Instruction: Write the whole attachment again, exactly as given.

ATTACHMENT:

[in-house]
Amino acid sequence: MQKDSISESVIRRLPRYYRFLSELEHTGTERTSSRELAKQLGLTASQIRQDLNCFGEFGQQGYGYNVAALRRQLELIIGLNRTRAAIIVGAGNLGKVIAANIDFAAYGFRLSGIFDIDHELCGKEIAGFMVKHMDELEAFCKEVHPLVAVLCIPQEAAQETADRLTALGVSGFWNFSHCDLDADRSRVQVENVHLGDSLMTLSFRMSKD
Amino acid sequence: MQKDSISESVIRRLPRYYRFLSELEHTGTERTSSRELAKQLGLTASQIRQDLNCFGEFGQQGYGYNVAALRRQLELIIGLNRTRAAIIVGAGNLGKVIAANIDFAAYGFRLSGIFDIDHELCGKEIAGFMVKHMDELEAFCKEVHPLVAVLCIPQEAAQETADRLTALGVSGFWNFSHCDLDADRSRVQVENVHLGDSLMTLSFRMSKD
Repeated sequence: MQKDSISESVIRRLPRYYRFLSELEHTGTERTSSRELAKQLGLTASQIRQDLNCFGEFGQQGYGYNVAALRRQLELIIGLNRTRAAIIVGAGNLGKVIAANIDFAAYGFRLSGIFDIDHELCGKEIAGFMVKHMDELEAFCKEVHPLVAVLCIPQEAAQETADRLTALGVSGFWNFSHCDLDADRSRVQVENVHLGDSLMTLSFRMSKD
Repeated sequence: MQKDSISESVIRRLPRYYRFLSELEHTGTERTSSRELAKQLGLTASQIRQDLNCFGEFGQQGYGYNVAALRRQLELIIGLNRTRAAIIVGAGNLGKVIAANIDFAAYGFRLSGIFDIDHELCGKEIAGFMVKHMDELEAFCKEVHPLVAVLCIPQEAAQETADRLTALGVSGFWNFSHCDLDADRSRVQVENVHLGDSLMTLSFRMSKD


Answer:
[in-house]
Amino acid sequence: MQKDSISESVIRRLPRYYRFLSELEHTGTERTSSRELAKQLGLTASQIRQDLNCFGEFGQQGYGYNVAALRRQLELIIGLNRTRAAIIVGAGNLGKVIAANIDFAAYGFRLSGIFDIDHELCGKEIAGFMVKHMDELEAFCKEVHPLVAVLCIPQEAAQETADRLTALGVSGFWNFSHCDLDADRSRVQVENVHLGDSLMTLSFRMSKD
Amino acid sequence: MQKDSISESVIRRLPRYYRFLSELEHTGTERTSSRELAKQLGLTASQIRQDLNCFGEFGQQGYGYNVAALRRQLELIIGLNRTRAAIIVGAGNLGKVIAANIDFAAYGFRLSGIFDIDHELCGKEIAGFMVKHMDELEAFCKEVHPLVAVLCIPQEAAQETADRLTALGVSGFWNFSHCDLDADRSRVQVENVHLGDSLMTLSFRMSKD
Repeated sequence: MQKDSISESVIRRLPRYYRFLSELEHTGTERTSSRELAKQLGLTASQIRQDLNCFGEFGQQGYGYNVAALRRQLELIIGLNRTRAAIIVGAGNLGKVIAANIDFAAYGFRLSGIFDIDHELCGKEIAGFMVKHMDELEAFCKEVHPLVAVLCIPQEAAQETADRLTALGVSGFWNFSHCDLDADRSRVQVENVHLGDSLMTLSFRMSKD
Repeated sequence: MQKDSISESVIRRLPRYYRFLSELEHTGTERTSSRELAKQLGLTASQIRQDLNCFGEFGQQGYGYNVAALRRQLELIIGLNRTRAAIIVGAGNLGKVIAANIDFAAYGFRLSGIFDIDHELCGKEIAGFMVKHMDELEAFCKEVHPLVAVLCIPQEAAQETADRLTALGVSGFWNFSHCDLDADRSRVQVENVHLGDSLMTLSFRMSKD